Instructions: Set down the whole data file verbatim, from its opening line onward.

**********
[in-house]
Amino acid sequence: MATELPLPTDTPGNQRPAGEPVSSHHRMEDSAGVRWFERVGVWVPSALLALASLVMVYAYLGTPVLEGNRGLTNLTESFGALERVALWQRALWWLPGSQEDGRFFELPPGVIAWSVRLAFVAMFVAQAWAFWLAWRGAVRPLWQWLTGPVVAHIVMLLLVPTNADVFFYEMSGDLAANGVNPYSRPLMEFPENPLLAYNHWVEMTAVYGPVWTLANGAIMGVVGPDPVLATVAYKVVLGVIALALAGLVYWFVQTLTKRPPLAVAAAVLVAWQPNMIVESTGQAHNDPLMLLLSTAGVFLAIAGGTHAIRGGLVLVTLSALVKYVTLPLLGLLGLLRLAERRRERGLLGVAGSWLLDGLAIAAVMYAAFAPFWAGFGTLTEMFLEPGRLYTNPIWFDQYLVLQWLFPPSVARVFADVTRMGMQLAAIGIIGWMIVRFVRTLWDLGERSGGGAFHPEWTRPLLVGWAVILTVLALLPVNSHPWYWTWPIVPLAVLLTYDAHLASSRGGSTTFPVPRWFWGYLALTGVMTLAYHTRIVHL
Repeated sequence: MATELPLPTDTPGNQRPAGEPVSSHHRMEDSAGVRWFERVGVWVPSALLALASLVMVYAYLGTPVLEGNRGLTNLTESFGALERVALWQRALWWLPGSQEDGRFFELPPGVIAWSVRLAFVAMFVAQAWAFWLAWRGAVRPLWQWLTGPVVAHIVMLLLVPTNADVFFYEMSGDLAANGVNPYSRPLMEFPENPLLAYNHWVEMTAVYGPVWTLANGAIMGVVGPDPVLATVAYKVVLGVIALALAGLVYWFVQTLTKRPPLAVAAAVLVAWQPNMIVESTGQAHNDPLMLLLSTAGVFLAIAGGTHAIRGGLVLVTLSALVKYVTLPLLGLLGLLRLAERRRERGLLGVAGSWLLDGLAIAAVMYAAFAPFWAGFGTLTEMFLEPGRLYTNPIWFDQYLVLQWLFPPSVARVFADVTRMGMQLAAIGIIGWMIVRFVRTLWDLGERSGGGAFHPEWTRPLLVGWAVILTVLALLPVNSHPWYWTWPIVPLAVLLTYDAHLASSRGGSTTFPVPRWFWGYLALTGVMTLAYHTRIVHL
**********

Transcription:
[in-house]
Amino acid sequence: MATELPLPTDTPGNQRPAGEPVSSHHRMEDSAGVRWFERVGVWVPSALLALASLVMVYAYLGTPVLEGNRGLTNLTESFGALERVALWQRALWWLPGSQEDGRFFELPPGVIAWSVRLAFVAMFVAQAWAFWLAWRGAVRPLWQWLTGPVVAHIVMLLLVPTNADVFFYEMSGDLAANGVNPYSRPLMEFPENPLLAYNHWVEMTAVYGPVWTLANGAIMGVVGPDPVLATVAYKVVLGVIALALAGLVYWFVQTLTKRPPLAVAAAVLVAWQPNMIVESTGQAHNDPLMLLLSTAGVFLAIAGGTHAIRGGLVLVTLSALVKYVTLPLLGLLGLLRLAERRRERGLLGVAGSWLLDGLAIAAVMYAAFAPFWAGFGTLTEMFLEPGRLYTNPIWFDQYLVLQWLFPPSVARVFADVTRMGMQLAAIGIIGWMIVRFVRTLWDLGERSGGGAFHPEWTRPLLVGWAVILTVLALLPVNSHPWYWTWPIVPLAVLLTYDAHLASSRGGSTTFPVPRWFWGYLALTGVMTLAYHTRIVHL
Repeated sequence: MATELPLPTDTPGNQRPAGEPVSSHHRMEDSAGVRWFERVGVWVPSALLALASLVMVYAYLGTPVLEGNRGLTNLTESFGALERVALWQRALWWLPGSQEDGRFFELPPGVIAWSVRLAFVAMFVAQAWAFWLAWRGAVRPLWQWLTGPVVAHIVMLLLVPTNADVFFYEMSGDLAANGVNPYSRPLMEFPENPLLAYNHWVEMTAVYGPVWTLANGAIMGVVGPDPVLATVAYKVVLGVIALALAGLVYWFVQTLTKRPPLAVAAAVLVAWQPNMIVESTGQAHNDPLMLLLSTAGVFLAIAGGTHAIRGGLVLVTLSALVKYVTLPLLGLLGLLRLAERRRERGLLGVAGSWLLDGLAIAAVMYAAFAPFWAGFGTLTEMFLEPGRLYTNPIWFDQYLVLQWLFPPSVARVFADVTRMGMQLAAIGIIGWMIVRFVRTLWDLGERSGGGAFHPEWTRPLLVGWAVILTVLALLPVNSHPWYWTWPIVPLAVLLTYDAHLASSRGGSTTFPVPRWFWGYLALTGVMTLAYHTRIVHL